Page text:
A defined genetic syndrome with neurobehavioral components offers an unusual paradigm for the correlation of genetic defects with neurodevelopmental abnormalities. The power of the combination of detailed behavioral, neuroanatomical, and genetic studies has been demonstrated in studies of other conditions involving the sex chromosomes, such as Fragile X syndrome (Mazzocco  Ment Retard Develop Disabil Res Rev. 6:96-106) and Turner syndrome (Ross  Ment Retard Develop Disabil Res Rev. 6:135-141). Although the behavioral and neurologic difficulties that have been identified in Klinefelter syndrome (KS) are in most cases milder than the consequences of many other genetic syndromes, the deficits in KS cause significant morbidity, representing a more common, but poorly understood, subtype of those with learning disabilities. Both as children and as adults, KS subjects appear to offer a powerful genetic model for the study of language and language-based learning disabilities. Although it has been proposed that the language-based learning difficulties of KS boys are similar to those of nonaneuploidic dyslexics [Bender et al., 1986; Geschwind et al., 1998], this is not yet well established. The co-morbid frontal-executive dysfunction observed in KS is also a likely contributor to learning difficulties and, perhaps, social cognition, in many KS patients. It is also proposed that altered left-hemisphere functioning, whether causing, or due to, altered functional and anatomical cerebral dominance, is at the core of KS subjects' language problems. Although X chromosomal loci can provide only part of the picture, the study of KS subjects, a population with a relatively homogeneous etiology for dyslexia/dysphasia and frontal-executive dysfunction, offers many advantages over such a study in the general population, in which both dyslexia and attentional disorders are quite genetically heterogeneous [Decker and Bender, 1988; Pennington, 1990; Grigorenko et al., 1997; Geschwind et al., 1998]. Furthermore, the interaction of genetic factors and hormonal influences in the cognitive phenotypes described remains an unexplored area for future investigation. MRDD Research Reviews 2000;6:117-124.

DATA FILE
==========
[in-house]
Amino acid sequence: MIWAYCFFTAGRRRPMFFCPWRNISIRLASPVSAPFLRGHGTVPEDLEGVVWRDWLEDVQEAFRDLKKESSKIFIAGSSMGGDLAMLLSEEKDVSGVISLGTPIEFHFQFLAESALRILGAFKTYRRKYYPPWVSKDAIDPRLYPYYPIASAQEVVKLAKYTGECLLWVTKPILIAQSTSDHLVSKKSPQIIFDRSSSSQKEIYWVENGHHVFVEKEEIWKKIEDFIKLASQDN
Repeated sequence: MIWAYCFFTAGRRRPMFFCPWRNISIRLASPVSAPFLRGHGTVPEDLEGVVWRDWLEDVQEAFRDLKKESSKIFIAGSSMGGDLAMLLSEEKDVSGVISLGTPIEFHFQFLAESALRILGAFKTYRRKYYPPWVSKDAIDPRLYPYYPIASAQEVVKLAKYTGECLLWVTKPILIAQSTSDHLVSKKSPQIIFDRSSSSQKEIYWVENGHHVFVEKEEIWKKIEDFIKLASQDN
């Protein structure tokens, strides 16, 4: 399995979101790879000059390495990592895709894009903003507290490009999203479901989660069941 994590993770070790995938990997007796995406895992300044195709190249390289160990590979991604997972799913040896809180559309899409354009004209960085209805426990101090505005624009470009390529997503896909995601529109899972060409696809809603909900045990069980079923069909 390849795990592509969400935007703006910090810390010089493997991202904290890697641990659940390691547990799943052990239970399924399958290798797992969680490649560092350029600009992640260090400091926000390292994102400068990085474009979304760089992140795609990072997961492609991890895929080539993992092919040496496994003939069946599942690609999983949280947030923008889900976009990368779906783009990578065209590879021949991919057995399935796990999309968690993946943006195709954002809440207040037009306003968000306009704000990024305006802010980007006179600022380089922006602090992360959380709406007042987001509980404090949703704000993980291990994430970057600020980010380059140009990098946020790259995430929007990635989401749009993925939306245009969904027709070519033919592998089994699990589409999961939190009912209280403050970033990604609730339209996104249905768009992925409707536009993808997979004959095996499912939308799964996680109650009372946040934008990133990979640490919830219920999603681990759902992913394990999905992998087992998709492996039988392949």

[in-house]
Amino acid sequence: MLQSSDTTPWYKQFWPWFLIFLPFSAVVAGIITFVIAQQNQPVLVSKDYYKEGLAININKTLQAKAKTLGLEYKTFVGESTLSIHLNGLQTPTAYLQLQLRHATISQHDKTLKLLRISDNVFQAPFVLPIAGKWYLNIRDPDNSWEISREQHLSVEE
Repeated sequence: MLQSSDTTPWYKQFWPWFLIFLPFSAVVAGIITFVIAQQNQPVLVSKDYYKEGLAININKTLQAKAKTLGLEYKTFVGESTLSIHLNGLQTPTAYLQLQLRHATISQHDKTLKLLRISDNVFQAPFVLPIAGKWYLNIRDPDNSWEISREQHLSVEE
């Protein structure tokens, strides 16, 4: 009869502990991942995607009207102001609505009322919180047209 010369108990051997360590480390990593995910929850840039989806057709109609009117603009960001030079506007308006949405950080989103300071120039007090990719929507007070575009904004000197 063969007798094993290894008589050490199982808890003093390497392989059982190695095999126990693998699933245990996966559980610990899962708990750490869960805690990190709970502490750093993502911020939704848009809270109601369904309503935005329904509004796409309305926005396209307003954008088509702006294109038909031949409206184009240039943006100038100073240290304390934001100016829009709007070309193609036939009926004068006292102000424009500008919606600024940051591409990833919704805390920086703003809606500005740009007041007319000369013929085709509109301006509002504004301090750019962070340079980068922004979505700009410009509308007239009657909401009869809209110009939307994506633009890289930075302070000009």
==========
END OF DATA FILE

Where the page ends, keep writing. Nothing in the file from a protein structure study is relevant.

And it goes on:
Copyright 2000 Wiley-Liss, Inc.